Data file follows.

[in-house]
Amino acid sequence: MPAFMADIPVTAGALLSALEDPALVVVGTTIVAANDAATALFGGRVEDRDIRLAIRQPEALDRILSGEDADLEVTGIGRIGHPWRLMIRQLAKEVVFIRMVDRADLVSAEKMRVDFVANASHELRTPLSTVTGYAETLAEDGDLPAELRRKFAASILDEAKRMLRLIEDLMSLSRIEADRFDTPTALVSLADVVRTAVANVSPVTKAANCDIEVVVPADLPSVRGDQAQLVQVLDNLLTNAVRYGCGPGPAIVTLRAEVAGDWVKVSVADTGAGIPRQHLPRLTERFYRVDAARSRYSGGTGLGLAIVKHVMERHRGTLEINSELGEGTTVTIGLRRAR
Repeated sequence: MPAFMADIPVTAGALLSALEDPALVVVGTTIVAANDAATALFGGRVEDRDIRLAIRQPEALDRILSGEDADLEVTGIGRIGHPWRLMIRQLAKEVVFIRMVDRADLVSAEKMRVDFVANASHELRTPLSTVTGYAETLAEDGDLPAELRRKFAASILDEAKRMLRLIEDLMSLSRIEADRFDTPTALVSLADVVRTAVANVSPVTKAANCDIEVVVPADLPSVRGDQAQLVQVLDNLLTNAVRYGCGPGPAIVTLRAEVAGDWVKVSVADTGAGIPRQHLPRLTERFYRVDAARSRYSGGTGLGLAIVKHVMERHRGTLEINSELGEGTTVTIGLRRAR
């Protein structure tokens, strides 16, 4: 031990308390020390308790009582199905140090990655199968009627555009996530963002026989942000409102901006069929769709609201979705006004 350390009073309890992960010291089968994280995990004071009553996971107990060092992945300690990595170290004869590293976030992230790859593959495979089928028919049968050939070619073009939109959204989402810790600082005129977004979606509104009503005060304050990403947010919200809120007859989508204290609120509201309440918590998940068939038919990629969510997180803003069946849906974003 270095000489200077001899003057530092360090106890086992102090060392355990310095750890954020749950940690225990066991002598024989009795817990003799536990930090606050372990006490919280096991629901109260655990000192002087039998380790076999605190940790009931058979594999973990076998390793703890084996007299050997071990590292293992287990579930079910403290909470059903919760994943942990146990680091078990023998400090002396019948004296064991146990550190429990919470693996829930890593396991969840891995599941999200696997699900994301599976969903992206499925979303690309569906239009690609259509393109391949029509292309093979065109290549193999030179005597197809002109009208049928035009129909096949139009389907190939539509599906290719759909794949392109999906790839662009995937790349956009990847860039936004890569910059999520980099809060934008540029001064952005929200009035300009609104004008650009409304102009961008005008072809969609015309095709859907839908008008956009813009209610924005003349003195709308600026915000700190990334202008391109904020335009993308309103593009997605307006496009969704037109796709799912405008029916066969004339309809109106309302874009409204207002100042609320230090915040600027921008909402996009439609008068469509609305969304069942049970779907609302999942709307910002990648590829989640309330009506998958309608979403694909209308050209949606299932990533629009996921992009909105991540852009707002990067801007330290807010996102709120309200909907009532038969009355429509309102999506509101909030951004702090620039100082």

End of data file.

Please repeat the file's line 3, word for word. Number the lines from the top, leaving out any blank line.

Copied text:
Repeated sequence: MPAFMADIPVTAGALLSALEDPALVVVGTTIVAANDAATALFGGRVEDRDIRLAIRQPEALDRILSGEDADLEVTGIGRIGHPWRLMIRQLAKEVVFIRMVDRADLVSAEKMRVDFVANASHELRTPLSTVTGYAETLAEDGDLPAELRRKFAASILDEAKRMLRLIEDLMSLSRIEADRFDTPTALVSLADVVRTAVANVSPVTKAANCDIEVVVPADLPSVRGDQAQLVQVLDNLLTNAVRYGCGPGPAIVTLRAEVAGDWVKVSVADTGAGIPRQHLPRLTERFYRVDAARSRYSGGTGLGLAIVKHVMERHRGTLEINSELGEGTTVTIGLRRAR